Stoma: 9 definitions

Introduction

Stoma means something in Hinduism, Sanskrit, Marathi. If you want to know the exact meaning, history, etymology or English translation of this term then check out the descriptions on this page. Add your comment or reference to a book if you want to contribute to this summary article.

In Hinduism

Purana and Itihasa (epic history)

Source: Cologne Digital Sanskrit Dictionaries: The Purana Index

Stoma (स्तोम).—Svara variety of a sāma;1 saptadaśa, another variety;2 pañcadaśa, another variety;3 pañcadaśa, from the south face of Brahmā.4

  • 1) Vāyu-purāṇa 9. 49.
  • 2) Ib. 9. 50.
  • 3) Brahmāṇḍa-purāṇa II. 8. 51. 52.
  • 4) Viṣṇu-purāṇa I. 5. 54.
Purana book cover
context information

The Purana (पुराण, purāṇas) refers to Sanskrit literature preserving ancient India’s vast cultural history, including historical legends, religious ceremonies, various arts and sciences. The eighteen mahapuranas total over 400,000 shlokas (metrical couplets) and date to at least several centuries BCE.

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General definition (in Hinduism)

Source: archive.org: Vedic index of Names and Subjects

Stoma (स्तोम) denotes ‘song of praise’ in the Rigveda. Later the term has the technical sense of the typical forms in which the Stotras are chanted.

Languages of India and abroad

Marathi-English dictionary

Source: DDSA: The Molesworth Marathi and English Dictionary

stōma (स्तोम).—m (S) A heap, mass, quantity, assemblage, multitude; an aggregation or a collection (of things animate or inanimate). 2 n A body, band, troop, company, crew, gang, club, pack; a number combined or associated. 3 m n Empty vaunting or assumption; haughtiness or pride generally. This is a popular sense.

Source: DDSA: The Aryabhusan school dictionary, Marathi-English

stōma (स्तोम).—m A heap, multitude, a body. m n Empty vaunting.

context information

Marathi is an Indo-European language having over 70 million native speakers people in (predominantly) Maharashtra India. Marathi, like many other Indo-Aryan languages, evolved from early forms of Prakrit, which itself is a subset of Sanskrit, one of the most ancient languages of the world.

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Sanskrit-English dictionary

Source: DDSA: The practical Sanskrit-English dictionary

Stoma (स्तोम).—[stu-man Uṇ.1.137]

1) Praise, eulogium, hymn.

2) A sacrifice, oblation; as in ज्योतिष्टोम, अग्नष्टोम (jyotiṣṭoma, agnaṣṭoma).

3) A Soma libation.

4) A collection, multitude, number, group, assemblage; शस्त्रमिज्यां स्तुतिस्तोमं प्रायश्चित्तं व्यधात् क्रमात् (śastramijyāṃ stutistomaṃ prāyaścittaṃ vyadhāt kramāt) Bhāg.3.12.37; लवणत्रासितः स्तोमः शरण्यं त्वा- मुपस्थितः (lavaṇatrāsitaḥ stomaḥ śaraṇyaṃ tvā- mupasthitaḥ) U.1.5.

5) A large quantity, mass; भस्मस्तोम- पवित्रलाञ्छनमुरो धत्ते त्वचं रौरवीम् (bhasmastoma- pavitralāñchanamuro dhatte tvacaṃ rauravīm) U.4.2; Mv.1.18.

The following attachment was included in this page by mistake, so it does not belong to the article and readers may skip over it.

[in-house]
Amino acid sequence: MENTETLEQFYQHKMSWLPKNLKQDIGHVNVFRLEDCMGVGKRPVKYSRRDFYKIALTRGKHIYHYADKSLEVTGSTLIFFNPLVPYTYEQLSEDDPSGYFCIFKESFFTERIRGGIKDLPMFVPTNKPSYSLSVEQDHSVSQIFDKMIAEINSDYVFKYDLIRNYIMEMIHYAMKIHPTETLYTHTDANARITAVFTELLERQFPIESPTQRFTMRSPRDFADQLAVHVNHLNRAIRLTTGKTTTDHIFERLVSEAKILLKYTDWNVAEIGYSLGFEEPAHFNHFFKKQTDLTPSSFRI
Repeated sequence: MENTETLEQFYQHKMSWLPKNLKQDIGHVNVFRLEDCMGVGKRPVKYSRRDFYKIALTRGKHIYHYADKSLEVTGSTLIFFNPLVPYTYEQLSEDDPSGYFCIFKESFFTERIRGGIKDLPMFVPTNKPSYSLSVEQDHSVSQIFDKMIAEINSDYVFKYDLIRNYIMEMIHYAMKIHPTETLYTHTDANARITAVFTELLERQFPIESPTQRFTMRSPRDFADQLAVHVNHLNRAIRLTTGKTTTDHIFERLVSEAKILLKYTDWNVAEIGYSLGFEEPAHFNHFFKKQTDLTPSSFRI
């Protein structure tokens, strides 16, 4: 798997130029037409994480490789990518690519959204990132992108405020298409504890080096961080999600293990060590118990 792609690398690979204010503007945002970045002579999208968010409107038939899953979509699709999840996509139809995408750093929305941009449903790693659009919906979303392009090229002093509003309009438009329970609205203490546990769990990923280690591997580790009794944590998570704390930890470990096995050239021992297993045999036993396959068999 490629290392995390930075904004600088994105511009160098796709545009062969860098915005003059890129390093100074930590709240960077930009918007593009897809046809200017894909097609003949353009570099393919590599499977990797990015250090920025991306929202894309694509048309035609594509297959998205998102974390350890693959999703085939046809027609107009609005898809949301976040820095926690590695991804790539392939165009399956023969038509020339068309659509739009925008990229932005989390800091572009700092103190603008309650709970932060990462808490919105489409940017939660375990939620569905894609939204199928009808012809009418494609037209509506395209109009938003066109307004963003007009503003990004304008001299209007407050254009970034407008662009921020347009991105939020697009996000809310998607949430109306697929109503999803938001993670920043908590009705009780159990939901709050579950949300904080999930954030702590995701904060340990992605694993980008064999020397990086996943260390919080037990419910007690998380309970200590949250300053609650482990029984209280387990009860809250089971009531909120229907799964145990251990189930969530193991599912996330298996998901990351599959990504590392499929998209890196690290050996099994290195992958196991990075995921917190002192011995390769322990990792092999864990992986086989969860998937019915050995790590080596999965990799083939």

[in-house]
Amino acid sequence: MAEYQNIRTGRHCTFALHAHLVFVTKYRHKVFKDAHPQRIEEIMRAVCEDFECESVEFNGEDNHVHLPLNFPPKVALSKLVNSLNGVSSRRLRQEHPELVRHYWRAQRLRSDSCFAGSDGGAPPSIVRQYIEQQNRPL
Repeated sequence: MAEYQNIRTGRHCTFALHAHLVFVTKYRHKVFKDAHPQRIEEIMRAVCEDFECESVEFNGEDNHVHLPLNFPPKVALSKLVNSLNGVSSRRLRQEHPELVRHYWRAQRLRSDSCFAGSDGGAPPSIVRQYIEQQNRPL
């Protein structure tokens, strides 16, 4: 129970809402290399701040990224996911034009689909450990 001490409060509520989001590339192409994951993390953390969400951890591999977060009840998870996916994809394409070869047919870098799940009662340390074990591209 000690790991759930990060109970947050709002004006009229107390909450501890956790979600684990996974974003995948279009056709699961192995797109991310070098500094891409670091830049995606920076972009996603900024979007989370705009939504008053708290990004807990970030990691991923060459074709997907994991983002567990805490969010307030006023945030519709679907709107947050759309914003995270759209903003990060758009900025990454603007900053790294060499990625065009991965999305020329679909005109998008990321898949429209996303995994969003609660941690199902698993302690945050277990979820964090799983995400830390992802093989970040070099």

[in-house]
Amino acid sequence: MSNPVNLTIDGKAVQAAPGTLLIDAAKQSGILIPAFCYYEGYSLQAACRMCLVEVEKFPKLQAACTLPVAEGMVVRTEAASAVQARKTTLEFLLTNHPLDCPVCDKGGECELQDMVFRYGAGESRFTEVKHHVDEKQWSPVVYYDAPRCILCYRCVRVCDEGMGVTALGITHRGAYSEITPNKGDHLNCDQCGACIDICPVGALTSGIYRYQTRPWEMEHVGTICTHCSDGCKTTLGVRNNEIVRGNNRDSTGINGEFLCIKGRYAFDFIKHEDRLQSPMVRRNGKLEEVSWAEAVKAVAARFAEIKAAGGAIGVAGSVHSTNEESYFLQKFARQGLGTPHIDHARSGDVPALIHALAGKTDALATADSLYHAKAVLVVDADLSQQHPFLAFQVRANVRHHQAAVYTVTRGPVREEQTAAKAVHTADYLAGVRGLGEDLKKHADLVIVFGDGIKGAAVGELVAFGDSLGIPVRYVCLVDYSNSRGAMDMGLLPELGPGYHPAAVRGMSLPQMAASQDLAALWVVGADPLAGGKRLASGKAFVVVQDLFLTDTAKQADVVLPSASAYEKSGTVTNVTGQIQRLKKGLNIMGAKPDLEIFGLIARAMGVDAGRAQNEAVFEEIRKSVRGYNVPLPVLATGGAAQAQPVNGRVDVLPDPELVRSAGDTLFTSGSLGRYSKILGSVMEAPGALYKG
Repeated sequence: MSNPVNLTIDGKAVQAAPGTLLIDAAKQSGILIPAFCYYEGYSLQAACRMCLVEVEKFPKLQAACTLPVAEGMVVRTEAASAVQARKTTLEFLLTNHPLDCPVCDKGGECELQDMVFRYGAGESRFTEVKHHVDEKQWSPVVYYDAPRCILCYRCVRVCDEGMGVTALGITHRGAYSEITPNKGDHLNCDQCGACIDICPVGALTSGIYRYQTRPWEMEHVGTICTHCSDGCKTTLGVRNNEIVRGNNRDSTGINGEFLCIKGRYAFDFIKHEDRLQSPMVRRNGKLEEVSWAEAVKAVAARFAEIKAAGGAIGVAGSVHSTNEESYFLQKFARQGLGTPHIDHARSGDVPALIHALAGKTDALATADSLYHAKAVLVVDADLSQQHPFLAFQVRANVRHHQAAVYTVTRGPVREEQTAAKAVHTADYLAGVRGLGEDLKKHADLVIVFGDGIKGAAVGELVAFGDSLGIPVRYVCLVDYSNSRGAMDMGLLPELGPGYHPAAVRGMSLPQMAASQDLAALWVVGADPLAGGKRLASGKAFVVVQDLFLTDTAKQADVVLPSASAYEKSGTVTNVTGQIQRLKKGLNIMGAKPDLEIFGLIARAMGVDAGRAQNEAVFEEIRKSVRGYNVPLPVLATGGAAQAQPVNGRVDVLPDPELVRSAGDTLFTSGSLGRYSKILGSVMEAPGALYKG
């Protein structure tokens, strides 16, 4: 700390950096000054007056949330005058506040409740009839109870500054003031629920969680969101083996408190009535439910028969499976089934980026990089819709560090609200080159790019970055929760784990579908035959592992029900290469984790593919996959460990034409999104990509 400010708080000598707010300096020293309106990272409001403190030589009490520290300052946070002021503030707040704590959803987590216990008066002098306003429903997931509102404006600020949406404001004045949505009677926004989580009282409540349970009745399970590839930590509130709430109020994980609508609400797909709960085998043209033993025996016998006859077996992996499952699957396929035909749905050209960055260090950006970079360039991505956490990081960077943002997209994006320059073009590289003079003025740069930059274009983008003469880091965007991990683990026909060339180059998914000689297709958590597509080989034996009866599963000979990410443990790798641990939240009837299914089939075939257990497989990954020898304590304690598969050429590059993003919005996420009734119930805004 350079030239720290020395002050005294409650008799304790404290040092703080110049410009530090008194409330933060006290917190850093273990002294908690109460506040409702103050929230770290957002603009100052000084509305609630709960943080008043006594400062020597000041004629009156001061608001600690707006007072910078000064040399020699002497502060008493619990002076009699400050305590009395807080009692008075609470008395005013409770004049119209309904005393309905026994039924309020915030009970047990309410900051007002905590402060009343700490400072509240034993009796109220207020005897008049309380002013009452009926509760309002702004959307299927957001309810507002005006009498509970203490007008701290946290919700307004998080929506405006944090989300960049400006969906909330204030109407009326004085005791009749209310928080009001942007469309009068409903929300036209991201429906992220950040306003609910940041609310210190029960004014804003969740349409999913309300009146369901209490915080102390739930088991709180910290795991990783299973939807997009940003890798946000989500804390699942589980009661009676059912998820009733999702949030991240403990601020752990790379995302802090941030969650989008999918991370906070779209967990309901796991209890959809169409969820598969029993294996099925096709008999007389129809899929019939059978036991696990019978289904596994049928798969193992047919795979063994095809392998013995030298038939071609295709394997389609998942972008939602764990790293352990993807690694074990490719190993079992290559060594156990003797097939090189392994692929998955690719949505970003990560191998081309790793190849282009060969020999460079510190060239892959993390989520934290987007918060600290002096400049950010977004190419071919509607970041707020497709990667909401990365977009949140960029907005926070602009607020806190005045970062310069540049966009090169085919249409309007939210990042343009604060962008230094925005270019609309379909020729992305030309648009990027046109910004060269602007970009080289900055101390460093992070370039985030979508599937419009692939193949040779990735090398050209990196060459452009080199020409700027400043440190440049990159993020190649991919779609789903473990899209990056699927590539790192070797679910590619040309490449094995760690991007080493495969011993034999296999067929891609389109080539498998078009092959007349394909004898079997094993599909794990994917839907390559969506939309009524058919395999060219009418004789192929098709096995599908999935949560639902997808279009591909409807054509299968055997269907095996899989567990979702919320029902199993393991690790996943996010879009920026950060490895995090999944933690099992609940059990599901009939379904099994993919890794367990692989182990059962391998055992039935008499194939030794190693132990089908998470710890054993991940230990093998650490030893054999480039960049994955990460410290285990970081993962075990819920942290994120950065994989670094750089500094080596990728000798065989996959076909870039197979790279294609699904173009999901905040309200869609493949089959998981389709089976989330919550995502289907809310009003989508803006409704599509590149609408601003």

6) A measure of 1 धन्वन्तर (dhanvantara)s or of 96 inches.

-mam 1 The head.

2) Riches, wealth.

3) Grain, corn.

4) An ironpointed stick or shaft.

Derivable forms: stomaḥ (स्तोमः).

Source: Cologne Digital Sanskrit Dictionaries: Shabda-Sagara Sanskrit-English Dictionary

Stoma (स्तोम).—mfn.

(-maḥ-mā-maṃ) Crooked, bent. m.

(-maḥ) 1. A heap, a number, a multitude, a quantity. 2. Sacrifice, oblation. 3. A Soma libation. 4. Praise, eulogium. n.

(-maṃ) 1. The head. 2. Wealth. 3. Grain, corn. 4. Praise. 5. A stick or staff bound with iron. E. ṣṭu to praise, man Unadi aff.; or stom to praise, &c., aff. ac .

Source: Cologne Digital Sanskrit Dictionaries: Benfey Sanskrit-English Dictionary

Stoma (स्तोम).—i. e. partly stu + ma, I. m. 1. Praise, Chr. 288, 14 = [Rigveda.] i. 48, 14. 2. Sacrifice. 3. A heap, a quantity, multitude, [Uttara Rāmacarita, 2. ed. Calc., 1862.] 31, 7. Ii. n. 1. The head. 2. Wealth. 3. Grain. 4. A stick bound with iron. Iii. adj. Crooked.

Source: Cologne Digital Sanskrit Dictionaries: Cappeller Sanskrit-English Dictionary

Stoma (स्तोम).—[masculine] praise, song of praise.

Source: Cologne Digital Sanskrit Dictionaries: Monier-Williams Sanskrit-English Dictionary

1) Stoma (स्तोम):—[from stu] m. praise, eulogium, a hymn, [Ṛg-veda; Atharva-veda; Gṛhya-sūtra; Upaniṣad; Bhāgavata-purāṇa]

2) [v.s. ...] (in ritual) a typical form of chant (7 such forms are usually enumerated; but [according to] to [Lāṭyāyana [Scholiast or Commentator]] the Stoma consists of 5 parts, viz. prastāva, udgītha, pratihāra, upadrava, and nidhana), [Taittirīya-saṃhitā; Brāhmaṇa; ???; Chāndogya-upaniṣad]

3) [v.s. ...] a Stoma day, [Taittirīya-saṃhitā; Pañcaviṃśa-brāhmaṇa]

4) [v.s. ...] a sacrificer, [cf. Lexicographers, esp. such as amarasiṃha, halāyudha, hemacandra, etc.]

5) [v.s. ...] Name of [particular] bricks, [Śatapatha-brāhmaṇa]

6) [v.s. ...] a heap, collection, number, multitude, quantity, mass, [Kāvya literature; Rājataraṅgiṇī]

7) [v.s. ...] the letting of a dwelling, [Āpastamba [Scholiast or Commentator]]

8) [v.s. ...] a measure of 10 Dhanv-antaras or of 96 inches, [cf. Lexicographers, esp. such as amarasiṃha, halāyudha, hemacandra, etc.]

9) [v.s. ...] n. (only [cf. Lexicographers, esp. such as amarasiṃha, halāyudha, hemacandra, etc.]) the head

10) [v.s. ...] riches, wealth

11) [v.s. ...] grain, corn

12) [v.s. ...] an iron-pointed stick or staff

13) [v.s. ...] mfn. crooked, bent, [cf. Lexicographers, esp. such as amarasiṃha, halāyudha, hemacandra, etc.]

context information

Sanskrit, also spelled संस्कृतम् (saṃskṛtam), is an ancient language of India commonly seen as the grandmother of the Indo-European language family. Closely allied with Prakrit and Pali, Sanskrit is more exhaustive in both grammar and terms and has the most extensive collection of literature in the world, greatly surpassing its sister-languages Greek and Latin.

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